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Kiwiwannafly

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Kiwiwannafly last won the day on March 5

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    Auckland
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    VFR800

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  1. Have a real close look at each chain link, especially the 'master' link. I had issues with a badly worn master link pin and the corresponding roller it inserted through. Very flattened & worn out O ring = lack of lube = big wear = weird chain/sprocket sounds and chain tensioning was impossible. Too tight at one spot, too loose at another. Was an easy fix - new chain.
  2. Having owned a couple of Transalps recently I can vouch for their bullet proof reputation. Transalp 1: 2003? - well used, not so well maintained. Quick bit of chain clean, fluids replacement, tossed on some soft saddle bags and headed out of Brisbaine Australia. Few months and about 30,000km later well south of Perth via pretty much the coast anti clockwise. Probably a good third of that off tar seal and a fair portion of that 4WD tracks including Daintree, Telegraph Track, Gibb River. Not an enduro bike by any means, but capable of big road miles in relative comfort and able (slow and with care) to get you well off the beaten track. Only had the bolt on the end of the shock shaft work its way off - two days and about 400km dirt road and river crossings with a pogo stick before I found a place with the tools to fix it. And the common final drive sprocket shaft wear. Got a good fix on that - 10,000km later still primo. Transalp 2: After the first good run I was keen on another for Europe prior to a BIG trip around Africa. This one 2001 with a slightly dodgy whine in 3rd gear only - that never got better, never got worse. This one nearly 40,000km of sweet running - European alps, some big highway miles, days in the Albanian villages that never got beyond 3rd gear, Western Sahara big sands - sadly cut short by covid lockdowns otherwise I'd still be tootling around Africa. To be continued. And I'd do another Transalp any day. Other considered bikes with similar credentials - DR's, KLX, maybe a Dominator. None of them with the road creds of a Transalp but likely much more capable off road. Anything more modern is unlikely to be fixable on the side of the road hundreds of km from civilisation. Just my experiences and opinions.
  3. Substantial repairs to my gen5 fairing - had the luxury of a hot staple gun on loan. Stainless staples melted across the breaks adds a lot of strength and you're able to keep the outer surfaces flush. Topped this with fibreglass backing as well. Look carefully at areas to be repaired, especially where they mesh with other panels - some tricky little tabs and slots that once broken can go unnoticed. 3M makes a 2 pack epoxy plastic repair - hard, semi-rigid and flexible plastic to suit various locations/flexibilities. Really good stuff but damn expensive. Also need a mixing nozzle - this stuff sets amazingly fast so one mixing nozzle per use. Check headlight mounts, back of all places where front and side fairings mesh - these holes often are cracked - pretty thin plastic there. Of course in the interests of dedicated weight saving you could ditch them all for the extreme nude look.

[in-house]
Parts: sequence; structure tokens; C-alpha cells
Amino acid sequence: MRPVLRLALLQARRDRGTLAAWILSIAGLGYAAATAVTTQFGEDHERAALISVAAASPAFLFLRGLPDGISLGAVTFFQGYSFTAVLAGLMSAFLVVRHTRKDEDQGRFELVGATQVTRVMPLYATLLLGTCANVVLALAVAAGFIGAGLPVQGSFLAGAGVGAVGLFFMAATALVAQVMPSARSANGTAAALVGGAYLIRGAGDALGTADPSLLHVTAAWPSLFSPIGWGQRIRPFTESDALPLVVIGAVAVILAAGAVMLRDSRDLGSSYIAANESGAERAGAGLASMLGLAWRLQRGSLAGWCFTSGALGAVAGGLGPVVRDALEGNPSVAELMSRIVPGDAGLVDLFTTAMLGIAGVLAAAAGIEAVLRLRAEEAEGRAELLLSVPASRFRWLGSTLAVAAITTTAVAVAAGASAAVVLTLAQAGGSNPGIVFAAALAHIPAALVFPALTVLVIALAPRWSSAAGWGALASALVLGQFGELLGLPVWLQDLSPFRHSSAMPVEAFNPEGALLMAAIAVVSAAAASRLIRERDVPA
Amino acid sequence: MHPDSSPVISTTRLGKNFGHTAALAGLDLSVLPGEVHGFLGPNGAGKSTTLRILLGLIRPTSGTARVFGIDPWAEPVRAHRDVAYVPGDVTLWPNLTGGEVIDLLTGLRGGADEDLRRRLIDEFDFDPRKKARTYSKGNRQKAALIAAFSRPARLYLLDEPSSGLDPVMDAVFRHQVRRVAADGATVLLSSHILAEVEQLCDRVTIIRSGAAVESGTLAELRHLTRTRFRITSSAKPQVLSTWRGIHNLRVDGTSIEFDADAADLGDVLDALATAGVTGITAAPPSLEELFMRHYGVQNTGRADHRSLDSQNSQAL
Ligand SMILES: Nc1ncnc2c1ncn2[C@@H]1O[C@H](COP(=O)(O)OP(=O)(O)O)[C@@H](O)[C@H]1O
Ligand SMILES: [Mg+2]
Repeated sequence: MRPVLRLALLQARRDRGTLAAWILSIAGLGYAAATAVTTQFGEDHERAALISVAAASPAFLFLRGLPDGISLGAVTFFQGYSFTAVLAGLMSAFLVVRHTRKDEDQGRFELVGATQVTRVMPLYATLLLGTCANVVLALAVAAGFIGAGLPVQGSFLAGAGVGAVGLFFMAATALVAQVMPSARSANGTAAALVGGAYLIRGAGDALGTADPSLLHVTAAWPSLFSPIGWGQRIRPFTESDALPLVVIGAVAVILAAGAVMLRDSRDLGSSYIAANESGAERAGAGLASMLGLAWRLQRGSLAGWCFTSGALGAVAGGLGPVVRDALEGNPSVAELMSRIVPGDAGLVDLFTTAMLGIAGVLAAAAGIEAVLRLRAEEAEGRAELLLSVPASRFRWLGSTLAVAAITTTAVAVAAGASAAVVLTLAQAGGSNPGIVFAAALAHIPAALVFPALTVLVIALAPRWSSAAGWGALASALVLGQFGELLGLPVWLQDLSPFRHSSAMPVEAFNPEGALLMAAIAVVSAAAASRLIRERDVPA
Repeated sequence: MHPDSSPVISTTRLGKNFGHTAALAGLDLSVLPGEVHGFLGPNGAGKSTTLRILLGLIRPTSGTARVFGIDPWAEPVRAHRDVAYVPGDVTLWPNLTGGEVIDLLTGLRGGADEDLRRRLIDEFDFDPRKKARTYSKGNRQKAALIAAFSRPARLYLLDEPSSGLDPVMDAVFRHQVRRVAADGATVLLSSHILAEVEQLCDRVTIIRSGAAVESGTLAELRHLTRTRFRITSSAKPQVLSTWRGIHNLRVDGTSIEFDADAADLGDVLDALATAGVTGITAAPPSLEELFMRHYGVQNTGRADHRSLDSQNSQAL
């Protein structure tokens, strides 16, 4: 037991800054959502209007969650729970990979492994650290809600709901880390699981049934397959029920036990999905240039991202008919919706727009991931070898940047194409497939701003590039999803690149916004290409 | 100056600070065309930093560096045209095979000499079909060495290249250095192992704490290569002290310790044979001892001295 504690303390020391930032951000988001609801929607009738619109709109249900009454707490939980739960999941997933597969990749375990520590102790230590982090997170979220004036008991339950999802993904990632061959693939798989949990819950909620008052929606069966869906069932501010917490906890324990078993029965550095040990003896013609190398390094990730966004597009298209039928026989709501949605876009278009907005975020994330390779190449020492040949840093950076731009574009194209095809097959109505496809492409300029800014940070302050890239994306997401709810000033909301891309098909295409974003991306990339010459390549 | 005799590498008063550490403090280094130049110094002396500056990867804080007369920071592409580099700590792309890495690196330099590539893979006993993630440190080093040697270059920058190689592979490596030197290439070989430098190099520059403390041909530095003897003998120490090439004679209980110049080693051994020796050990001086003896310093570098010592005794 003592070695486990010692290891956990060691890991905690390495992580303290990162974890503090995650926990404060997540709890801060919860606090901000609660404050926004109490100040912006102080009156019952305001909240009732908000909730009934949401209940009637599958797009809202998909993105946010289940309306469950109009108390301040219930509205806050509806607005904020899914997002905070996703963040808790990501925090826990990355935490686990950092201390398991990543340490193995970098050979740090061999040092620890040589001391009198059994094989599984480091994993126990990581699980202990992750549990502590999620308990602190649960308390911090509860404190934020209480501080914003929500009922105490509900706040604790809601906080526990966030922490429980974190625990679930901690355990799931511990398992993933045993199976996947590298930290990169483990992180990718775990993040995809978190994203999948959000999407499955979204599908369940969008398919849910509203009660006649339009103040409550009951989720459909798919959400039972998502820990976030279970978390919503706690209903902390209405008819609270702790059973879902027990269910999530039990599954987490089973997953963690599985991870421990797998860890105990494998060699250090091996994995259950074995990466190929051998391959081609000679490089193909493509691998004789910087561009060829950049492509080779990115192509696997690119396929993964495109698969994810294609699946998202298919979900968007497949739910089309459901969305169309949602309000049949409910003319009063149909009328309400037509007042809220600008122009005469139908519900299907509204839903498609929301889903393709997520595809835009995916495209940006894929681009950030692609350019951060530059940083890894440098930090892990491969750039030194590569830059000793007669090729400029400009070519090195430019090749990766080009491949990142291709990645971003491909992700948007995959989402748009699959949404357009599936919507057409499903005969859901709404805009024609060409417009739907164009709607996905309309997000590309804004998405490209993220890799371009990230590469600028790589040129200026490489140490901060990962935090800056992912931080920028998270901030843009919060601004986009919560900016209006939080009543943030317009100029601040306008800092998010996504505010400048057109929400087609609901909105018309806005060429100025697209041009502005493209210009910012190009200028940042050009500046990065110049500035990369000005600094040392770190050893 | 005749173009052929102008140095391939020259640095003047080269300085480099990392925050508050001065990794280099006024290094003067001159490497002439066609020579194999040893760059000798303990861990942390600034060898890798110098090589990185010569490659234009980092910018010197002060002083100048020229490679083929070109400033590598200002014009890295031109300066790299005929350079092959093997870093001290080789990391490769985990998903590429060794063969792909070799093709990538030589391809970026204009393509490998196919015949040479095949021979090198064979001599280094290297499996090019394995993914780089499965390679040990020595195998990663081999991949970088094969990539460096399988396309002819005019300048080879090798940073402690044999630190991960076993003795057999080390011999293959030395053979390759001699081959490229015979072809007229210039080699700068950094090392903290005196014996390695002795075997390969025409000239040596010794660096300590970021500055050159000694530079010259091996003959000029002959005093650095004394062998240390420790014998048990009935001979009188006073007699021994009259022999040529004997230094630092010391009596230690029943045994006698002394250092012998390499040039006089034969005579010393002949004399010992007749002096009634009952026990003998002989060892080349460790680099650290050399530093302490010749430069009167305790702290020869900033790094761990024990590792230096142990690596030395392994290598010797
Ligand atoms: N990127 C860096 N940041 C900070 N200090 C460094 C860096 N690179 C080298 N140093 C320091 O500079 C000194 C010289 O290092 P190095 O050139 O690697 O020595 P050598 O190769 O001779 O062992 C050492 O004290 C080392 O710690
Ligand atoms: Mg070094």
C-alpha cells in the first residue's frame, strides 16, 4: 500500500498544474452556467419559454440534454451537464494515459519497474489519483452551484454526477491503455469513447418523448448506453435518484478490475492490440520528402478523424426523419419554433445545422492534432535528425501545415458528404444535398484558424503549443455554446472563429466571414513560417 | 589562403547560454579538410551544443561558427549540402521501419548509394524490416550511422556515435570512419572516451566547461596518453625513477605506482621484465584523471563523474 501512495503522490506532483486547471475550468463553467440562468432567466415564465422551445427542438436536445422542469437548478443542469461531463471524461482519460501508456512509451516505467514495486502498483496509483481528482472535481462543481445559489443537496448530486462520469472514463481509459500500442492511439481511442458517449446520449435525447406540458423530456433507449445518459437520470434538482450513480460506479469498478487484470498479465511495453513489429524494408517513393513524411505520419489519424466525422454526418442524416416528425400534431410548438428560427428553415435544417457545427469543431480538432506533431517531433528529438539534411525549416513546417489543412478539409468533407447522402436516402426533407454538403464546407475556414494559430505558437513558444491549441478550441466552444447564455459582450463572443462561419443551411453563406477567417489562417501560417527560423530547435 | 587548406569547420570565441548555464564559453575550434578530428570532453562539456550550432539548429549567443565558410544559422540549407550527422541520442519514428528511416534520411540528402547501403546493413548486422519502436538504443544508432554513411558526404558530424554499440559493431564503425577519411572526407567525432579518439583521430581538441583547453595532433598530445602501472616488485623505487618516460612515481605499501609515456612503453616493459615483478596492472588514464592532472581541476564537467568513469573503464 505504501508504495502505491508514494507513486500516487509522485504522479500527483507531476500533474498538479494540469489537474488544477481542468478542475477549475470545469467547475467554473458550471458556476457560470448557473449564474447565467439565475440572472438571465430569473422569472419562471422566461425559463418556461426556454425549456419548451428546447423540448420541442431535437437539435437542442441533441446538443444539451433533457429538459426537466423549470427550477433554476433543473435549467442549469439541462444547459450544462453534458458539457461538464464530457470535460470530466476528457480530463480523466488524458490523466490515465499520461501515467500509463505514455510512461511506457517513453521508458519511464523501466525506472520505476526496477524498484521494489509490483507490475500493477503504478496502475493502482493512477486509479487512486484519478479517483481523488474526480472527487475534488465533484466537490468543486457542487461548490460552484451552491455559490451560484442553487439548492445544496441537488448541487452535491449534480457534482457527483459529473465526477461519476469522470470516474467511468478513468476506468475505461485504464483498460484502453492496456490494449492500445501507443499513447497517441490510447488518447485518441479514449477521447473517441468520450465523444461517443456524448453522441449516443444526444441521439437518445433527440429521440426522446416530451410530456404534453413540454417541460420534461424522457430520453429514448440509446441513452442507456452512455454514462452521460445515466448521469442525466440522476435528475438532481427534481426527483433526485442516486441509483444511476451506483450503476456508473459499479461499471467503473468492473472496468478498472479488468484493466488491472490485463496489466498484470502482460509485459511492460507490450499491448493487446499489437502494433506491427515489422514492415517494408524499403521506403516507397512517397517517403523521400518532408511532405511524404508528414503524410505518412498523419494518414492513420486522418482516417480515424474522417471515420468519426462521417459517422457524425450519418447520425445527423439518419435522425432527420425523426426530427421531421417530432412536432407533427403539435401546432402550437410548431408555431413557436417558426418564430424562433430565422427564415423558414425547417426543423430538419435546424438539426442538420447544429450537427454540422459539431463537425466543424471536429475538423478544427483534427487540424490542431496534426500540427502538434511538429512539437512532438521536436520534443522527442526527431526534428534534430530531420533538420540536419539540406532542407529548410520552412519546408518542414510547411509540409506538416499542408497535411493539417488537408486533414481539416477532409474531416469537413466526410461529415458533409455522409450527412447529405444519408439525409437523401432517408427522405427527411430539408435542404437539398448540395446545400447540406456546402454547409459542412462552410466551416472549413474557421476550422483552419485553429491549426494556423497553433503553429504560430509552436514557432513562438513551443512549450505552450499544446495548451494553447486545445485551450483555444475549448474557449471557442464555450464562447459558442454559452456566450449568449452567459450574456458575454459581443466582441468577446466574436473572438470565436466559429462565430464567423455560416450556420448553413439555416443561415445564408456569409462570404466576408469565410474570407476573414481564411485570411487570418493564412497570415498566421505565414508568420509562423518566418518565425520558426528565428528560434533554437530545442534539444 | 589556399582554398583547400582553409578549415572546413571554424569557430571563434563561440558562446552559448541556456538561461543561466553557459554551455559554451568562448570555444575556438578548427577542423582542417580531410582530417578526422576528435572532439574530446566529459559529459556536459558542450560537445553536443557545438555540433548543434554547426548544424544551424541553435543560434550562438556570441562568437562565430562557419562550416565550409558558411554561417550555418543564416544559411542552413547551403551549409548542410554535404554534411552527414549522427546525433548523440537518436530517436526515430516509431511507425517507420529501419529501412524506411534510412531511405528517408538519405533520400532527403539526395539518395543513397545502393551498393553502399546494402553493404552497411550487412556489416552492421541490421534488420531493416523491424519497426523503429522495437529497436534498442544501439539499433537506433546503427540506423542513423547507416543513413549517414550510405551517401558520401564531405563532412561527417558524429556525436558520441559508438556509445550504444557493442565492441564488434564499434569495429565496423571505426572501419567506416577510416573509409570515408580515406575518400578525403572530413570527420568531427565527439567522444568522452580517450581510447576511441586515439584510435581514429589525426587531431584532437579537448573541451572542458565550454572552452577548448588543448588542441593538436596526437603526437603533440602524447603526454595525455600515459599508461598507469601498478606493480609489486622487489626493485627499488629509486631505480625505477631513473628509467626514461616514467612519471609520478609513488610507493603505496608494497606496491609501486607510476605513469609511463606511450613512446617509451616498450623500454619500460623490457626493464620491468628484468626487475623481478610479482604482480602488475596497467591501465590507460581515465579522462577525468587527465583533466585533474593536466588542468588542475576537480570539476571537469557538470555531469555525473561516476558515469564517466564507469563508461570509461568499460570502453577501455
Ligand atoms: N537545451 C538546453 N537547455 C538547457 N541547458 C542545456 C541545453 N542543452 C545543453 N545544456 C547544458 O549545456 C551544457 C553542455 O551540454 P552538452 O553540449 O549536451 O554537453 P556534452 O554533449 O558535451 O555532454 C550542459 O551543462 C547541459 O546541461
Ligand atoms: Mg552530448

4. Guess what? My starter motor cranks up really nicely now
  5. Ah Cogswell and Howtech my friends - I have conclusive proof that your logic progression resistance-heat-corosion-open circuit is not true ALL the time! (don't take offense, I'm being a smart arse here...) In my case In was suffering from a dodgy ignition switch on a VFR that had a lot of salt corrosion issues. Initially the switch worked intermittently. Traced that down to a wire to the switch that had 'corroded' in the middle of its lengths, inside the plastic insulation, inside a plastic sheath bundling the 3 wires to the switch. The source was only found by stripping off the insulation and finding the area where wires were 'corroded' - I'll come back to this point. OK - fixed that, re-installed. Switch works fine, starts up - all good. Until morning - dead flat battery. Check with a spare battery - everything lights up, starts etc. With no key and ignition switched OFF. WTF??? So - pull the switch again to check - yep continuity between all 3 wires in the OFF position. Check the soldering on the wire connection into the switch - a melted bit of insulation allowing contact between 2 of the 3 wires. Now how the hell did that happen?? It was fine yesterday. This time pulling the switch apart completely. Significant corrosion deposits on the contact areas within the switch. The penny slowly dropped. The poor/intermittent connection there was causing enough resistance to heat at least one wire, melting enough insulation to allow it to contact another wire. And previously enough to heat the wire at a 'weak' spot along its length, progressively causing it to 'corrode' or eventually burn through. So in this case a shit connection yes caused resistance, yes lead to heat and corrosion, but (due to the melted insulation) caused a CLOSED circuit when it should have been open! Yeah, yeah - pedantic. But man, when you've had a bitch of a day going over and over stuff, its great to put a cause to the symptoms at last. So - pull the switch again to check - yep continuity between all 3 wires in the OFF position. Check the soldering on the wire connection into the switch - a melted bit of insulation allowing contact between 2 of the 3 wires. Now how the hell did that happen?? It was fine yesterday. This time pulling the switch apart completely. Significant corrosion deposits on the contact areas within the switch. The penny slowly dropped. The poor/intermittent connection there was causing enough resistance to heat at least one wire, melting enough insulation to allow it to contact another wire. And previously enough to heat the wire at a 'weak' spot along its length, progressively causing it to 'corrode' or eventually burn through. So in this case a shit connection yes caused resistance, yes lead to heat and corrosion, but (due to the melted insulation) caused a CLOSED circuit when it should have been open! Yeah, yeah - pedantic. But man, when you've had a bitch of a day going over and over stuff, its great to put a cause to the symptoms at last!